With regard to the second question - whether the Tribunal erred on questions of law relating to provisions of the Charter of the United Nations - the Court began its analysis with a remark concerning the nature of its task. Alter recalling that the interpretation, in general, of Staff Regulations and Rules is not the Court's business, but that it is, on the contrary, very much the business of the Court to judge whether there is a contradiction between a particular interpretation or application of them by the Tribunal and any of the provisions of the Charter, the Court emphasized that it is also open to the Court to judge whether there is any comparable contradiction between the Charter and the Tribunal's interpretation of any other relevant texts such as, in that case, General Assembly resolution 37/126.

The allegation that the Tribunal erred on a question of law relating to the Charter when affirming that the appointment decision was based on "reasonable consideration" of the applicant's case, although no proposal had ever reached the Appointment and Promotion Board, was refuted by the Court. Art. 101, para. 1 of the Charter, which provides that "The staff shall be appointed by the Secretary-General under regulations established by the General Assembly", does not specify which procedures are to be followed in such a case. The Tribunal had found that it was left to the Secretary-General "to decide how every reasonable consideration for a career appointment should be given to a staff member" and that the Secretary-General had "the sole authority to decide what constituted `reasonable consideration"'. But the Tribunal had, as the Court remarked, nowhere stated that the Secretary-General possesses unfettered discretion. Although the Tribunal had accepted as sufficient a statement by the Secretary-General that the `reasonable consideration' required by resolution 37/126 had been given, and had not required the Secretary-General to furnish any details of when and how it was given, let alone calling for evidence to that effect, the Court felt unable to regard the interpretation given by the Tribunal to resolution 37/126 as in contradiction with Article 101, para.1, of the Charter. Additionally, the Court also dismissed the allegation that the Tribunal should have regarded the statements quoted by the applicant as evidence that the problem of secondment and the lack of government consent had been allowed to dominate more than the Secretary-General was ready to admit. The Tribunal had taken the opposite position, in stating that the Secretary-General had "exercised his discretion properly". Whether or not this was an error of judgment on the Tribunal's part, the Court was certain that it was not an error on a question of law relating to Article 101, para. 1, of the Charter. "Whatever view be taken as to the way in which the Tribunal examined the exercise by the Secretary-General of his discretion, taking into account the apparent inconsistency between the Secretary-General's pleading and the reported statements of his senior officials, the essential point is that the Tribunal did not abandon all claim to test such exercise against the requirements of the Charter. On the contrary, it re-affirmed the need to check any `arbitrary or capricious exercise' of a discretionary power."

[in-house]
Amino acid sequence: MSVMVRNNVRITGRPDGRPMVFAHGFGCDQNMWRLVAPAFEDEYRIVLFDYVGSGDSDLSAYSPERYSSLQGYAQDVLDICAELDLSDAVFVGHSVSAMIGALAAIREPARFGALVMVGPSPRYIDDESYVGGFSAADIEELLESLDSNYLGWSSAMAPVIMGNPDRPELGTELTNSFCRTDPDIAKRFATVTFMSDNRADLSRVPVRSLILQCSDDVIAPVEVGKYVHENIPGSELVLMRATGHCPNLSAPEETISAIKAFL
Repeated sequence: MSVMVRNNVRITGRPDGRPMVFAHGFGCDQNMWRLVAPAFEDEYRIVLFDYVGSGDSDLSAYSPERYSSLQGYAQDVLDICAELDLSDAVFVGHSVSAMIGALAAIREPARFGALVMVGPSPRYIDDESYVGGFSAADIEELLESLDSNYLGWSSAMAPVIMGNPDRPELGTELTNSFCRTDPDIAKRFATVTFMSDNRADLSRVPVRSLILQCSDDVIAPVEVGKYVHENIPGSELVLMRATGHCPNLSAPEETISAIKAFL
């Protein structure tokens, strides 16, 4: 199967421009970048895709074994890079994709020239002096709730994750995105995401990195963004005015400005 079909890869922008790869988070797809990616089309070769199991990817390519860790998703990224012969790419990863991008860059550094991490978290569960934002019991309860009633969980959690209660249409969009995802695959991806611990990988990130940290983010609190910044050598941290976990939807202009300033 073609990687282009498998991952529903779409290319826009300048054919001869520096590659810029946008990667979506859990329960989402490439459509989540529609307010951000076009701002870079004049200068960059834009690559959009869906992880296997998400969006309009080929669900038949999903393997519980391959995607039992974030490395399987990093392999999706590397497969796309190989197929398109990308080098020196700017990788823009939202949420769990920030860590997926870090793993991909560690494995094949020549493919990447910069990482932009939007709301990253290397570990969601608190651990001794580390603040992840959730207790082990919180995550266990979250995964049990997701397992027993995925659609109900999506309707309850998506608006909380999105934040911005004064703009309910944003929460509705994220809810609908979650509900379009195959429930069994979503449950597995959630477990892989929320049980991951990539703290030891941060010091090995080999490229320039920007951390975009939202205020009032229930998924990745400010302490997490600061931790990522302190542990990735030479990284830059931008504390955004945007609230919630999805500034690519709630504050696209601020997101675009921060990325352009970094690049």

The decisive provision of the Charter to be dealt with by the Court, however, was Article 101, para. 1, which declares that the "paramount consideration" in the employment of the staff should be "the necessity of securing the highest standards of efficiency, competence, and integrity". The Court stressed that the expression "the paramount consideration" is not synonymous with "the sole consideration", and that it is for the Secretary-General to balance the various considerations; it was not for the Tribunal, nor was it for the Court, to substitute its own appreciation of the problem for his. In the view of the Court, the Secretary-General's decision could not be said to have failed to respect the "paramount" character of the considerations mentioned in Article 101 para.3, simply because he took into account all the circumstances of the case in order to give effect to the interests of the organization. The fact that the Tribunal referred in its Judgment to its own jurisprudence established previously by the Fischman case was viewed by the Court to be not essential to the reasoning of the decision. The Tribunal had criticized the Secretary-General for not respecting the "widely-held belief' that staff members who break their ties with their home countries can no longer claim to fulfil the conditions governing employment in the United Nations; the Tribunal had found in its Judgment that this position must provide an essential guidance in this matter. The Court here observed that this "widely-held belief' amounts merely to the views expressed by some delegates to the Fifth Committee in 1953, which never materialized in a General Assembly resolution. However, since the Tribunal, in the Court's opinion, had not established that the "essential guidance" referred to in the Fischman decision was determinative of the question of reasonable consideration, it had not erred on the interpretation of Article 101, para.3 when verifying whether `reasonable consideration' had taken place.

The Court found thus, by 11 votes to 3, that the Tribunal had not erred on any question of law relating to the provisions of the Charter of the United Nations and, unanimously, that it had not failed to exercise jurisdiction vested in it by not responding to the question whether a legal impediment existed to the further employment of the applicant.